Serif

Serif fonts are simply fonts that contain serifs, (as described in the list of terms above). Serifs create a greater level of distinction between the letters and so serif fonts have traditionally been used in print work for its legibility. Probably the most famous example of the serif font is is Times New Roman.

San Serif

Sans means ‘without’ in French, which is why sans-serif simply describes a font without serifs. Sans-serif fonts are typically considered to look more modern and provide good readability even on low resolution screens. For this reason they are commonly used in blog posts and on websites. However as screen resolution continues to improve there is some reverting back to serif fonts, reflecting traditionally print design conventions moving over onto web platforms. A well known example of this font is Arial or Calibri.

Script

Script typefaces vary widely and mirror handwriting in a range of styles, most commonly formal or casual. Formal script typefaces take elements from calligraphy,  and often contain graceful loops and flourishes. For this reason they are not used for large quantities of text and instead used as headings or accents on formal invitations, awards or diplomas. Casual script typefaces are less formal and look more like your average handwriting. This can create a more friendly or accessible tone and generally involves fewer flourishes.

Decorative

Decorative typefaces are more miscellaneous and artistic. It is an incredibly broad category which encompasses typefaces that are largely used for display purposes and as such are distinctive and unique. They can defy any or all of the conventions of normal typography in order to do this and as such make poor candidates for use at smaller sizes.

3. Use type families

Often when implementing a design or developing a brand, a designer may use more then one typeface, however that is not always necessary.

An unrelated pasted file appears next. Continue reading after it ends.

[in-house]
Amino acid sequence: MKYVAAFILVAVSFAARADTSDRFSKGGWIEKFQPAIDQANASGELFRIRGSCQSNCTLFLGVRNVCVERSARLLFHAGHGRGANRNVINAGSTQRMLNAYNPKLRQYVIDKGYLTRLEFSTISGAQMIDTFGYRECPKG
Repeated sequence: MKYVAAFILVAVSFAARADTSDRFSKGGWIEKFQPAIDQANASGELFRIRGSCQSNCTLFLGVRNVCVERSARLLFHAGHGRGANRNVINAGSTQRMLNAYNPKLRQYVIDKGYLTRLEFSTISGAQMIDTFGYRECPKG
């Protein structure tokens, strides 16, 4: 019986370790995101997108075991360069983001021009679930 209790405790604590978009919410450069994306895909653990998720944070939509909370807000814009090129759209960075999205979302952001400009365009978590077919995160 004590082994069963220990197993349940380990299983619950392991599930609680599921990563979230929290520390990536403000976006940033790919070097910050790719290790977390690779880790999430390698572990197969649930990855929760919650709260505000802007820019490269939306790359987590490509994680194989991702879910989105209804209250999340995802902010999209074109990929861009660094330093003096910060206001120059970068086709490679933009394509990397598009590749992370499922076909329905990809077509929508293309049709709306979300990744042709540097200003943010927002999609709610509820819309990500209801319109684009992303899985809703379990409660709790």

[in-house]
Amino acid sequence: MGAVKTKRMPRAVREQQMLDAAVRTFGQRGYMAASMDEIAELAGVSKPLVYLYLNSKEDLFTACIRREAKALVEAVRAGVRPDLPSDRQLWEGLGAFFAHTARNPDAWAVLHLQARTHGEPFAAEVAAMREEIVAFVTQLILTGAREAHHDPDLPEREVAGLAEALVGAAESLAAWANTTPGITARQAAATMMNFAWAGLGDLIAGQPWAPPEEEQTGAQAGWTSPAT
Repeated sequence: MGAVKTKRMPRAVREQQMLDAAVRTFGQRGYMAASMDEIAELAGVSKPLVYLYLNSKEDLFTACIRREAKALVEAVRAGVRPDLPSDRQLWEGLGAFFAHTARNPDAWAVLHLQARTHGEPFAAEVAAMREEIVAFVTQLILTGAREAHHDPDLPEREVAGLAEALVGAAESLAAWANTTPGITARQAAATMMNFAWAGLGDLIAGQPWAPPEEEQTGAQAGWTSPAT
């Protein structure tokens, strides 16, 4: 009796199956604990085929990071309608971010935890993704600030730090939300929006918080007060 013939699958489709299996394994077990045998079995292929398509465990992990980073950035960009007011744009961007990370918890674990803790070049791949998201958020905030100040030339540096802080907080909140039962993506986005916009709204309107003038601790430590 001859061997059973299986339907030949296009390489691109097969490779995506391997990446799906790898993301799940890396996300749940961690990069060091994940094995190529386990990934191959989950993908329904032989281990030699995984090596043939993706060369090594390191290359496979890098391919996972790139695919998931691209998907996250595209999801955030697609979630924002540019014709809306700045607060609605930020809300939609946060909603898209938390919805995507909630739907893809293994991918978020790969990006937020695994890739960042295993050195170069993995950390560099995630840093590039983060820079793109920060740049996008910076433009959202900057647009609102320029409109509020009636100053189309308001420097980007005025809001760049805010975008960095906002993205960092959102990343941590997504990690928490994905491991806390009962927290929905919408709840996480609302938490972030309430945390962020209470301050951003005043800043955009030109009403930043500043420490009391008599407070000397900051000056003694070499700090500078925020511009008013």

A typeface family is a whole range of fonts that are all based on one root typeface.

The variations can range from extra light to extra bold alongside spacing and italic options. Using one type family in a number of different weights, creates a consistent uniformity in your design whilst allowing enough diversity to create a sense of hierarchy. Which leads us nicely onto..

4. Use hierarchy

Good typography can be used as a directional tool to show what text elements in your design are most important. Colour, weight, size and position of a text can work to direct the eye around your design. Creating a simple hierarchy adds to the sophistication to your design and will give your user a clearer and more helpful experience.

For example, your header or tagline may well be found near the top of the space, in a bigger, bolder typeface, whilst a picture caption is usually smaller, thinner and can be italicised.

5. Consider the context

When selecting a typeface it is always important to consider the context of where it is being set. This has implications for sizing, legibility, and tone. A formal script font, for example, will not be suitable on a piece of a design for a young child who may have only just learnt to read, whilst Comic Sans is not advisable on your newly printed business cards for your accountancy firm.

Always consider where and how this piece of design will be viewed and by who.